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Don’t Slam the Door

Just recently my mom moved out of her home.  There were a lot of swirling memories as my sister and I  went through the stuff of the 64 years of living and loving that had gone on in that house.

When asked what they might like as a remembrance from Nana’s house, my grand daughter said she’d like the door from the basement room.  It’s an old door from a Pullman train car and when it slams shut, it has a distinctive, easily identifiable sound.

That got me to thinking about doors.  And the sound a door makes when it’s slammed.  And how you know exactly which door it is that’s been slammed.   I don’t know how many times my mother told me not to slam the kitchen screen door.  But I can still hear the sound of that door.

I know I told plenty of car pool kids not to slam the doors of my car.  Sometimes  I thought those doors would fall off their hinges.

There aren’t enough words in the English language to describe all the sounds of a slammed door nor the thousands of reasons for a slammed door.  Reasons which range from eager, happy announcements to irate and vengeful anger.  And how it’s slammed often predicts what is to come.

I hope 2013 brings a lot of open doors for you.

And if you do have to slam a door or two, just don’t knock them off their hinges.

 

Love, Ruth

Ruth Vander Zee

Author of WOMAN MEETS JESUS

Journey of Faith

 

A Promise is a Promise

 

The day before Florida students were going to take the FCAT (Florida Comprehensive Assessment Testing) this year, the evening news announced that students would be signing a statement promising they wouldn’t cheat.  This was something new. They had to assent to, “I agree that I will not give or receive unauthorized help during this test. I understand that giving or receiving such help during the test is cheating and will result in the invalidation of my test results.”

When I asked a middle-school friend what her teachers did to draw attention to the statement, she said that before they began the testing her teacher read some instructions about the statement and then told the students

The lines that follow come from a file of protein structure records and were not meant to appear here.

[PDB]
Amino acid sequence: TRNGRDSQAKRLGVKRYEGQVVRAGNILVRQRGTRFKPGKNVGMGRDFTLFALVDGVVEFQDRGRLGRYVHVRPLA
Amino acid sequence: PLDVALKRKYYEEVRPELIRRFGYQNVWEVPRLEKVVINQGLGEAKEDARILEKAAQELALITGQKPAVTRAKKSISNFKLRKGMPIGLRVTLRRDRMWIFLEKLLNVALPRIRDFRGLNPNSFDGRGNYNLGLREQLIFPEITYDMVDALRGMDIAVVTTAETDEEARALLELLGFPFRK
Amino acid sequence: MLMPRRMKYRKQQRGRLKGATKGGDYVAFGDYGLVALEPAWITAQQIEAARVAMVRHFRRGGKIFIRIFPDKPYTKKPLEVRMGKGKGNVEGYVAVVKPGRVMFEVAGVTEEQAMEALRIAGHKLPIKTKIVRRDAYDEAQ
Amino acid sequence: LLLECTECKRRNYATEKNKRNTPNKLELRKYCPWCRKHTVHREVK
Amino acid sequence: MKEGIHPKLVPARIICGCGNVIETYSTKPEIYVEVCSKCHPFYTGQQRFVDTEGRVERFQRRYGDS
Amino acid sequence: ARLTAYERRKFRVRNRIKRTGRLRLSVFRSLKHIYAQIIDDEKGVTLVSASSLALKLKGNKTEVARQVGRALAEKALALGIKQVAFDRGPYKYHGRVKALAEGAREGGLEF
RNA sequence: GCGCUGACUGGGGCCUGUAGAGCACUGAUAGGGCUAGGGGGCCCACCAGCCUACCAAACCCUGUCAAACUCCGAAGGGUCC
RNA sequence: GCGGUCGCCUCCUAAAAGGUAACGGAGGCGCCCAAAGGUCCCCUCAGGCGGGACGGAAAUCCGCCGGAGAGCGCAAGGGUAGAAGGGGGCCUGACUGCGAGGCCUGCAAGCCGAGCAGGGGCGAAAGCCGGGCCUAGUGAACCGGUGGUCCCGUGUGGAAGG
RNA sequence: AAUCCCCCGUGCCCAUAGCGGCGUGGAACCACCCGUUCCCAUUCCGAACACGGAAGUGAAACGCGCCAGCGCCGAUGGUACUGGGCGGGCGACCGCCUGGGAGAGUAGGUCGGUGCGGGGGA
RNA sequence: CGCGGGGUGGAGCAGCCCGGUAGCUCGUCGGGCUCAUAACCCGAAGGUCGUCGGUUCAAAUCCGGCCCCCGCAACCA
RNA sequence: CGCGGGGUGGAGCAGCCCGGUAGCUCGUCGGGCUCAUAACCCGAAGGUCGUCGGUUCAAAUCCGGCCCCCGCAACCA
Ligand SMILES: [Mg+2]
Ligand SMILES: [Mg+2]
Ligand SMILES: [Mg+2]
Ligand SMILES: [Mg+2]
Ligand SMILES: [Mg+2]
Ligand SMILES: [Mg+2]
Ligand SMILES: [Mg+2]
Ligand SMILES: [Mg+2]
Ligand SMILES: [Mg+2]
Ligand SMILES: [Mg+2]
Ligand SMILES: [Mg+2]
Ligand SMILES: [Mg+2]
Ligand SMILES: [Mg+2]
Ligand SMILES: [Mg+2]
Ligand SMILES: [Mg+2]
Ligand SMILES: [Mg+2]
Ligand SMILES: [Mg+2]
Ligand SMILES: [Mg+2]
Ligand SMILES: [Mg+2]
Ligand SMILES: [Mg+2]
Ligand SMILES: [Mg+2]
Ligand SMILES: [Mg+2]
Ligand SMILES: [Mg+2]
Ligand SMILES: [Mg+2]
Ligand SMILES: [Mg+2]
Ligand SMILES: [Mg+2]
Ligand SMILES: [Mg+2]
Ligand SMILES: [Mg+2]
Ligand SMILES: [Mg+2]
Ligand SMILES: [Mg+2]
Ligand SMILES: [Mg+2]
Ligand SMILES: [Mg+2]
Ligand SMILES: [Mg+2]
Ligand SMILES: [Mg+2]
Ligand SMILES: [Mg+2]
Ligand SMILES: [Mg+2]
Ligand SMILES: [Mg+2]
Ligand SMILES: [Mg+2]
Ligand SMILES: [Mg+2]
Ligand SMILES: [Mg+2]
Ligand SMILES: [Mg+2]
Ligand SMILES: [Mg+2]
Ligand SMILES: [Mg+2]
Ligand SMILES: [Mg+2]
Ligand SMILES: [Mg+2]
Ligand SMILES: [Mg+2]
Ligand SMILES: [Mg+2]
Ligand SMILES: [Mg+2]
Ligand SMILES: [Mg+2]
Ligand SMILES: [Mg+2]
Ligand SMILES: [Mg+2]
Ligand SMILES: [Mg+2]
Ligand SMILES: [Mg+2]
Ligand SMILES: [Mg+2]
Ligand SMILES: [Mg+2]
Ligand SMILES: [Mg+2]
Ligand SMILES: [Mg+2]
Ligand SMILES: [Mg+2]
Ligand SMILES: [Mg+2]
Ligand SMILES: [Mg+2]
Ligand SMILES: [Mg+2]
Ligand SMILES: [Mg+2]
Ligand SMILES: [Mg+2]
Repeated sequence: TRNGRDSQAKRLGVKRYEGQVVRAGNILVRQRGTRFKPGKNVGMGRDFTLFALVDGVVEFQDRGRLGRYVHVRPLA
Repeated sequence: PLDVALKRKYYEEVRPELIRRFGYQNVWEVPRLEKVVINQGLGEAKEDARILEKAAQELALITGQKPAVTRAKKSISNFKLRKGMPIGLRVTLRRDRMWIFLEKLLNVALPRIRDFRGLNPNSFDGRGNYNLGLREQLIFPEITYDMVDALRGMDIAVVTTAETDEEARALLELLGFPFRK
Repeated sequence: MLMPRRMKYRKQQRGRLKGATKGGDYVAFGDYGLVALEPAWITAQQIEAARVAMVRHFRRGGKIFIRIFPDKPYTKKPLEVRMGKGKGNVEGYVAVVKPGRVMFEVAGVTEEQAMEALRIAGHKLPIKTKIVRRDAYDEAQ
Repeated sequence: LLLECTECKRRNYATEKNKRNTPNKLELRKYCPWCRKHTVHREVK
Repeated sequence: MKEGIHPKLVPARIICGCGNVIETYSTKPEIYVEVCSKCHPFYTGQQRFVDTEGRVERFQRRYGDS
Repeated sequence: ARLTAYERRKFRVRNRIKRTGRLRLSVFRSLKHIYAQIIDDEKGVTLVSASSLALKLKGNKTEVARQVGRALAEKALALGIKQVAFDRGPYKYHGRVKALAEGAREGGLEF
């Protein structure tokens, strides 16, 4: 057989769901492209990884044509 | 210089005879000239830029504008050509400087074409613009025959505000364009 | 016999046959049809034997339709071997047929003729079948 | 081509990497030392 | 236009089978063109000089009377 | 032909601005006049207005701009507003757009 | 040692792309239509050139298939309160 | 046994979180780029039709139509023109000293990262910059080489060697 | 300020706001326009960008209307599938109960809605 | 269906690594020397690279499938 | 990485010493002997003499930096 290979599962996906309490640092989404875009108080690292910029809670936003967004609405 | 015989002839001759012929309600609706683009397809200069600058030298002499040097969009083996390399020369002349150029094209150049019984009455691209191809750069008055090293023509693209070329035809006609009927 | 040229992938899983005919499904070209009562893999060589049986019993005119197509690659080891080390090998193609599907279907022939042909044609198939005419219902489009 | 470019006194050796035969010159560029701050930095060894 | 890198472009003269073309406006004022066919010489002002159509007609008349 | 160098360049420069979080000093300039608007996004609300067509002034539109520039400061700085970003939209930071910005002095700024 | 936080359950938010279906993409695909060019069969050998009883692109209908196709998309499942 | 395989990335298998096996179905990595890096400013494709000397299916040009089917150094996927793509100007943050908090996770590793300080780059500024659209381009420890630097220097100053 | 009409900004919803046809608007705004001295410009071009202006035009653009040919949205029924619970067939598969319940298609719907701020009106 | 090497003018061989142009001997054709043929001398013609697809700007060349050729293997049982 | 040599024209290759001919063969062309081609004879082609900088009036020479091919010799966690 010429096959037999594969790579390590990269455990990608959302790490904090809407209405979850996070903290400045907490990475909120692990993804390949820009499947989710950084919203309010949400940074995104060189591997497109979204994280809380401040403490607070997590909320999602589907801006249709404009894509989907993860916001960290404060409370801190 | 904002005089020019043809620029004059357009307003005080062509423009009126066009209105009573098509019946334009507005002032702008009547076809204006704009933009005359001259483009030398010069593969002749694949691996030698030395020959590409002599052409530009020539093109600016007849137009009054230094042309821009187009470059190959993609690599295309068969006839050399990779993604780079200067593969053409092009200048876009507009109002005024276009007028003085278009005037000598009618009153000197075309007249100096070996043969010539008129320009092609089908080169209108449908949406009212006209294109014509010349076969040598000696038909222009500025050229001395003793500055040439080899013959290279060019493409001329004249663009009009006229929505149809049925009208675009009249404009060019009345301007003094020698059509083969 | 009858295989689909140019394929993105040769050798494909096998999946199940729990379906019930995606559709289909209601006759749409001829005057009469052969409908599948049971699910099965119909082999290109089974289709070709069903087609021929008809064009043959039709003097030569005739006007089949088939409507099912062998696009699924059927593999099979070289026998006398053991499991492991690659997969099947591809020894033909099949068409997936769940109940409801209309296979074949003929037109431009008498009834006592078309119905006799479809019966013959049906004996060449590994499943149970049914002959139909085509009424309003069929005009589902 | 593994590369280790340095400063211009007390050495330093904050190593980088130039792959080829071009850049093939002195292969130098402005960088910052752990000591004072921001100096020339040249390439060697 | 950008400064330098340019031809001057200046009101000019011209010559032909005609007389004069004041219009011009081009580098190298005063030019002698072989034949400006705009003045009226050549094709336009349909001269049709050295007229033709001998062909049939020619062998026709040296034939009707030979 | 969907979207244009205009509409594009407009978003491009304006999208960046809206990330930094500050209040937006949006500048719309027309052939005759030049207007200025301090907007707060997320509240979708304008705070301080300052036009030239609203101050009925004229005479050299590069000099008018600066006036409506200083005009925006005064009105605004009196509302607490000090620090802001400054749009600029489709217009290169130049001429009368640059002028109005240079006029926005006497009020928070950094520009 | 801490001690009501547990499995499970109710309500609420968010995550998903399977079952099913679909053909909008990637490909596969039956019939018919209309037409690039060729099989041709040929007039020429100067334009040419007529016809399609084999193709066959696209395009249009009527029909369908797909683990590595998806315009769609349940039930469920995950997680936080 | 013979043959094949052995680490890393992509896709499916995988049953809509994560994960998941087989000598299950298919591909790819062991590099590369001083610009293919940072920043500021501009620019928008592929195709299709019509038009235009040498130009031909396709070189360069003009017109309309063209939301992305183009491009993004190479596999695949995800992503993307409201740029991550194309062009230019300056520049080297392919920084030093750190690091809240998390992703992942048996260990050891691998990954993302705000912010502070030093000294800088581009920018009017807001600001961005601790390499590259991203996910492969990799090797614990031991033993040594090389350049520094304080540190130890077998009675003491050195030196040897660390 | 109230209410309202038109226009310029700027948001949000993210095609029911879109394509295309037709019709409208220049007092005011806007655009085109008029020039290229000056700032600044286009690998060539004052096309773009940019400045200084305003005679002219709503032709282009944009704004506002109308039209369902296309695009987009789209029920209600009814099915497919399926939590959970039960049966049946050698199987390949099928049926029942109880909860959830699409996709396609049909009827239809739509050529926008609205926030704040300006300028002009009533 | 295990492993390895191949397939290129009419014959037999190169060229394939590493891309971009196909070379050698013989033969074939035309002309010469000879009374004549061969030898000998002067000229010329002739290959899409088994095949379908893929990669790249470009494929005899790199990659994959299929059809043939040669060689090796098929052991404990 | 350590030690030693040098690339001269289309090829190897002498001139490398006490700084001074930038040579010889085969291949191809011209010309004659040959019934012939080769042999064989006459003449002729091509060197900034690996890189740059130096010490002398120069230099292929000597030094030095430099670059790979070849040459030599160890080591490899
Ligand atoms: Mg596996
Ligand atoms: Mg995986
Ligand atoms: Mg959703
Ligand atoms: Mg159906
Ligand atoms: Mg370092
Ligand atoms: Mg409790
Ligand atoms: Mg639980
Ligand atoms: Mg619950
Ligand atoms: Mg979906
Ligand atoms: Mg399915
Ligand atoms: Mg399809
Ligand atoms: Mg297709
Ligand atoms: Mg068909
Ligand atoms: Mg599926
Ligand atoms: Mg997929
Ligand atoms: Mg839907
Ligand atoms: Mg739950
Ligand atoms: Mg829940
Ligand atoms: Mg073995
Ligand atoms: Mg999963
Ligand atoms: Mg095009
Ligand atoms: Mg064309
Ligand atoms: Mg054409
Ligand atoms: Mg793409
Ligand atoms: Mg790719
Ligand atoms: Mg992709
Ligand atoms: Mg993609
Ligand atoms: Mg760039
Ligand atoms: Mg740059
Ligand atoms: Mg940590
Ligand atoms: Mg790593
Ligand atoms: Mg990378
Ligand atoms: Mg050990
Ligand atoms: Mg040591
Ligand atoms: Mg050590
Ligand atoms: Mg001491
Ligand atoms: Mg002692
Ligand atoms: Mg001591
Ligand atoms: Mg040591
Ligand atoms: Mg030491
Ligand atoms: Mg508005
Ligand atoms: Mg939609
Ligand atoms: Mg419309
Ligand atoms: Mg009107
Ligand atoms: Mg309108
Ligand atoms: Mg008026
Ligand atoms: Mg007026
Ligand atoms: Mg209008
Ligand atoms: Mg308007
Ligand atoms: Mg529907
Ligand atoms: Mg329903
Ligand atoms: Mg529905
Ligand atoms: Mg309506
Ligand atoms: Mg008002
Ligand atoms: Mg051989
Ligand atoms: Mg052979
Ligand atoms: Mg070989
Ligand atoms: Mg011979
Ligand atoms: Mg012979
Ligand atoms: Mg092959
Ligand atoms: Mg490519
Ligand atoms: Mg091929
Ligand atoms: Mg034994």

to sign it.

Which got me to thinking about promises.  Is it a well- meant promise when I automatically promise to do something whether I mean it or not?  Is it a promise if I sign something I have no intention of keeping?  Is it a  promise if I assent to something knowing I would get in more trouble not signing it than signing it?  What happens to the promise I make when I have no idea what temptations or desperations lie ahead of me, and I promise naively?

I know my young friend signed the statement fully intending on not cheating.  But what about the kid who is fully inclined to cheat.  What do they do?  They probably sign. Because not signing would cause them more trouble than signing.

What if there were two statements. One promising not to cheat and one saying, “I cannot promise that I will
not give or receive help. I understand that giving or receiving such help during the test is cheating and will result in the invalidation of my test results.”

If we gave kids a choice, we would at least not be encouraging some to lie.

It’s easier to tell kids what to do. What to think.  And to assure us that we feel better, or assure us we have done our job, we ask them to make promises.  What they will do.  What they will think. They will do what we tell them or talk them into.

This makes me think of the movie Courageous which has been a favorite for some.  The scene I’m thinking of in
that movie is when the father takes his young teen daughter out on a date and lets her know that she is valuable and special to him and he will be praying for her as she grows and faces many difficult decisions.  He gives her a ring to let her know of his love for her.  He does not ask her to make a promise she either is not old enough or wise enough to make.  He doesn’t make her promise anything she is unable or perhaps to naïve to promise. The father makes the promises.

I know that keeping promises is tough stuff.  It’s easy to make promises – hard to keep them.  And the not keeping either results in guilt and shame or a calloused heart in which promises don’t matter.